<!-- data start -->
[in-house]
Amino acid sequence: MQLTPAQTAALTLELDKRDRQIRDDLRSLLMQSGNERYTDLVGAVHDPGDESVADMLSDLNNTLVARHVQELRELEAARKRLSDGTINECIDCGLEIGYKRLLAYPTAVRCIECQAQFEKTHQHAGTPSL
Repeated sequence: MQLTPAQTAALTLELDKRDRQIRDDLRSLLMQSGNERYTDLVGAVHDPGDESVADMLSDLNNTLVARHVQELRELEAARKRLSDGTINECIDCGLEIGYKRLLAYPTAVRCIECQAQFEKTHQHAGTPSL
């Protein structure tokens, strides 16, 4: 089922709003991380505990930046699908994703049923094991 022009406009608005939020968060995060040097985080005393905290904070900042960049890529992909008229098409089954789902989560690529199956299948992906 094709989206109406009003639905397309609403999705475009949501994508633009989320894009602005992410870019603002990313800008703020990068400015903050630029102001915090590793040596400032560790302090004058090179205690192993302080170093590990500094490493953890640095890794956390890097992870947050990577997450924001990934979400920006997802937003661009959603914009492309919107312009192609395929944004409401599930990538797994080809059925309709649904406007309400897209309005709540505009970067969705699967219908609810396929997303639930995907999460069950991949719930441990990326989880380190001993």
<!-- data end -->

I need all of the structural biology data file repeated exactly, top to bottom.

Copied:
[in-house]
Amino acid sequence: MQLTPAQTAALTLELDKRDRQIRDDLRSLLMQSGNERYTDLVGAVHDPGDESVADMLSDLNNTLVARHVQELRELEAARKRLSDGTINECIDCGLEIGYKRLLAYPTAVRCIECQAQFEKTHQHAGTPSL
Repeated sequence: MQLTPAQTAALTLELDKRDRQIRDDLRSLLMQSGNERYTDLVGAVHDPGDESVADMLSDLNNTLVARHVQELRELEAARKRLSDGTINECIDCGLEIGYKRLLAYPTAVRCIECQAQFEKTHQHAGTPSL
């Protein structure tokens, strides 16, 4: 089922709003991380505990930046699908994703049923094991 022009406009608005939020968060995060040097985080005393905290904070900042960049890529992909008229098409089954789902989560690529199956299948992906 094709989206109406009003639905397309609403999705475009949501994508633009989320894009602005992410870019603002990313800008703020990068400015903050630029102001915090590793040596400032560790302090004058090179205690192993302080170093590990500094490493953890640095890794956390890097992870947050990577997450924001990934979400920006997802937003661009959603914009492309919107312009192609395929944004409401599930990538797994080809059925309709649904406007309400897209309005709540505009970067969705699967219908609810396929997303639930995907999460069950991949719930441990990326989880380190001993």